The U.S. is one step closer to getting a new COVID-19 vaccine — and this one requires just a single shot.
On February 24, FDA experts confirmed that Johnson and Johnson's vaccine is safe and effective. The agency is now expected to make a decision within days on whether to issue emergency approval for the vaccine.
Here's what we know about the one-shot COVID-19 vaccine.
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What's Special About the One-Shot COVID-19 Vaccine?
Because Johnson and Johnson's vaccine calls for just one shot, every dose can go to protecting a new person.
The one-shot COVID-19 vaccine will also be easier to distribute because it can last up to three months in a refrigerator — the two approved vaccines must be frozen until use.
How Does the Vaccine Work?
The two vaccines currently authorized in the U.S. are both mRNA vaccines — those use instructions written in genetic code, wrapped in a lipid container, to trigger immunity to the coronavirus.
Johnson and Johnson's vaccine is an andenovector vaccine. Instead of a lipid ball, it uses the shell of a common type of virus — an adenovirus — to deliver the instructions for the coronavirus' spike protein to the body.
Because the virus is just a shell, it can't replicate itself or cause an infection, but it is enough to train the immune system to recognize the real coronavirus in the future.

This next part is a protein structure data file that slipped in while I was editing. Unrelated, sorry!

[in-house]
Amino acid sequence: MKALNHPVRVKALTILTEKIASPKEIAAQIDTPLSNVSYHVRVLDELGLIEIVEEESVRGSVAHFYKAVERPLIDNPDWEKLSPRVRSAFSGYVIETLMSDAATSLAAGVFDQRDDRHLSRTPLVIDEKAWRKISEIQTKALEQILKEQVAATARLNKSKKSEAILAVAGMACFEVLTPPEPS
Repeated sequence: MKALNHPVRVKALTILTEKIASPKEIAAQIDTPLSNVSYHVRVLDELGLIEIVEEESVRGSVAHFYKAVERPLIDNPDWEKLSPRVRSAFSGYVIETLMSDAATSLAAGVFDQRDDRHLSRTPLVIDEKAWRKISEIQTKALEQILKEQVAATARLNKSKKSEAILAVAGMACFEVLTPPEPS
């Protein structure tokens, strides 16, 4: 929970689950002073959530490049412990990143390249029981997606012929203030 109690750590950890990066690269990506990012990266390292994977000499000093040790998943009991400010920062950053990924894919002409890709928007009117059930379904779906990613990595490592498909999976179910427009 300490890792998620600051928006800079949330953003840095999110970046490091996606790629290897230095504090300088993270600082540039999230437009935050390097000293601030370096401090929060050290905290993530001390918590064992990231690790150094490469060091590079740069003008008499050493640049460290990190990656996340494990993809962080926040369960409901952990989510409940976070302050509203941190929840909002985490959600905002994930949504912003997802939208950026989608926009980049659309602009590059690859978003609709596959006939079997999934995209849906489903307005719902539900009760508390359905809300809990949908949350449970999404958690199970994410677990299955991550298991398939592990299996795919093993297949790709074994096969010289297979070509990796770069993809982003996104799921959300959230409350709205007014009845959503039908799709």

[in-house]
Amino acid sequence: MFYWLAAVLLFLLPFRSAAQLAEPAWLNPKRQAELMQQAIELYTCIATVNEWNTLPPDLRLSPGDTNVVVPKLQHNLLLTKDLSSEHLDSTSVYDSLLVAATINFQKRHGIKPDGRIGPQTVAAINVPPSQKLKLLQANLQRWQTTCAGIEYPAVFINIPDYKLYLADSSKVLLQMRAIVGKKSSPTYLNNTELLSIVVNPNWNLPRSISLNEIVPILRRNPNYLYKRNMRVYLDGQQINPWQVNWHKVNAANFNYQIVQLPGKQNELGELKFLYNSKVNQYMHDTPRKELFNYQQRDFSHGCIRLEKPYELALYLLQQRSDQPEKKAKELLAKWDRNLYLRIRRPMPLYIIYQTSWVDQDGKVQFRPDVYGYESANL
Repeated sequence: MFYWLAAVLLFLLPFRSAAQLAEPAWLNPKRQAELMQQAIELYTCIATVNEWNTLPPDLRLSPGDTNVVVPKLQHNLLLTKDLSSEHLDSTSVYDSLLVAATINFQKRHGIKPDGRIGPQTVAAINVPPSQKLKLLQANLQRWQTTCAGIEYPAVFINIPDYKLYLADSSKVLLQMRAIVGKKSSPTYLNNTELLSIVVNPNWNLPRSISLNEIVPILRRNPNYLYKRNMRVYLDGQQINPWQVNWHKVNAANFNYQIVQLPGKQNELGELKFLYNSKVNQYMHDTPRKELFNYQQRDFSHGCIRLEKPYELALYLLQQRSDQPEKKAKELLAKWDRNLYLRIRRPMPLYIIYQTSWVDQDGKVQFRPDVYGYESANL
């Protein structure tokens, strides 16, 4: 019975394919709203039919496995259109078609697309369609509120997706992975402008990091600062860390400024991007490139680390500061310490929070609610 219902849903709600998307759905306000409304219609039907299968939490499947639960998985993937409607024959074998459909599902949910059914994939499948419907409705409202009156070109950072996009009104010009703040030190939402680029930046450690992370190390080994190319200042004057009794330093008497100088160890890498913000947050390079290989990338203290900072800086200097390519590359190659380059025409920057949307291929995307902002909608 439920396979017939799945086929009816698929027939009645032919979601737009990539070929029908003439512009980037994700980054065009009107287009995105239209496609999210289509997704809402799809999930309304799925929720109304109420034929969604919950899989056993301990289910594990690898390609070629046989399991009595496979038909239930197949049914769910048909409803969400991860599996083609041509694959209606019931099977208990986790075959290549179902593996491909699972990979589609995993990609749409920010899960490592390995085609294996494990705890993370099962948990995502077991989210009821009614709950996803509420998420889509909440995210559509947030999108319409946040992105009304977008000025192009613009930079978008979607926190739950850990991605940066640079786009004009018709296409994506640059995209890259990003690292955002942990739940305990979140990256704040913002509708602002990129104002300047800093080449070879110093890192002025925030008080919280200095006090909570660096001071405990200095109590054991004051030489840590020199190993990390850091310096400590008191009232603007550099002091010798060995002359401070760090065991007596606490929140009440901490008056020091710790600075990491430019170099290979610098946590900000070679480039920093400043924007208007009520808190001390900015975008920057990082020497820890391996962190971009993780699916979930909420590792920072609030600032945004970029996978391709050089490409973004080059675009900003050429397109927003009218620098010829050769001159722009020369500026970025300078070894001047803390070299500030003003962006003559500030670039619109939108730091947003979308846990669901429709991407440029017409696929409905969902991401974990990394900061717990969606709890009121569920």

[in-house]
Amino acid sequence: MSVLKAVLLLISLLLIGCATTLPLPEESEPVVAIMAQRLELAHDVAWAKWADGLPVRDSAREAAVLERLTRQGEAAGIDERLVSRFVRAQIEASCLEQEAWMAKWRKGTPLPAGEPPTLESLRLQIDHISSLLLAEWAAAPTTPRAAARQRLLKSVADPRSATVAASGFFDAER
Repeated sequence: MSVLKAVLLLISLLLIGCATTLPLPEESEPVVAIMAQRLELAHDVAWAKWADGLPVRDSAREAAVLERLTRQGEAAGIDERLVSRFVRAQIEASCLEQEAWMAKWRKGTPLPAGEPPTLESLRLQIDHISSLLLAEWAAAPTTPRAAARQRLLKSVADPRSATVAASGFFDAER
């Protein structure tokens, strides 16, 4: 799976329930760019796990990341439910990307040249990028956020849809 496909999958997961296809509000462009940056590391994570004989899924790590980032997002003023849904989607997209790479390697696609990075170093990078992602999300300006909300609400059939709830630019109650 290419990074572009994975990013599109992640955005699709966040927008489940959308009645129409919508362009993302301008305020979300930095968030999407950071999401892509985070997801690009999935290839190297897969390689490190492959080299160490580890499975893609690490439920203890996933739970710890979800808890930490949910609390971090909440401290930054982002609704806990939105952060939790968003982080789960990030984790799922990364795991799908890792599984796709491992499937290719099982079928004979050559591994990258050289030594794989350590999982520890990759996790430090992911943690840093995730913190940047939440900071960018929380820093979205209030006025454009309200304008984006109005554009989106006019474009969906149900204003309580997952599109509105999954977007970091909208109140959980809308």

How Effective Is Johnson and Johnson's Vaccine?
Fourteen days after vaccination, the vaccine is about 66% effective at preventing moderate to severe COVID-19.
That's based on phase 3 trials involving more than 43,000 adults, in eight countries.
The one-shot COVID-19 vaccine was not equally effective in all nations, though — its efficacy in the U.S. was 72%, but in South Africa, where a new strain of the virus has emerged, it was 57% effective.
The vaccines currently approved for use in the U.S. are about 95% effective after two doses, but early data suggest that even one dose of these vaccines may be as high as 85% effective.
How Long Does Immunity Last?
That's still unknown. The data submitted to the FDA covered about four months, similar to the Moderna and Pfizer studies.
What Are the Side Effects?
The FDA analysis didn't turn up any safety concerns that would prevent Johnson and Johnson's vaccine from being authorized.
However, more than a third of people who received the one-shot COVID-19 vaccine did experience one or more of the following side effects: injection site pain, headache, fatigue, and muscle ache.
Less common side effects included nausea and fever. The side effects typically cleared up quickly.
How Many Doses Are Available?
A Johnson and Johnson exec told Congress on February 23 that the company is prepared to ship more than 3 million doses of its vaccine upon authorization.
It expects to deliver a total of 20 million doses by the end of March and 100 million doses total by the end of June.
A committee of independent advisors is meeting on February 26 to review the FDA experts' analysis and Johnson and Johnson's authorization request.
That group will then let the FDA know whether or not it recommends issuing an emergency use authorization for the one-shot COVID-19 vaccine. The FDA will likely make its decision soon after.
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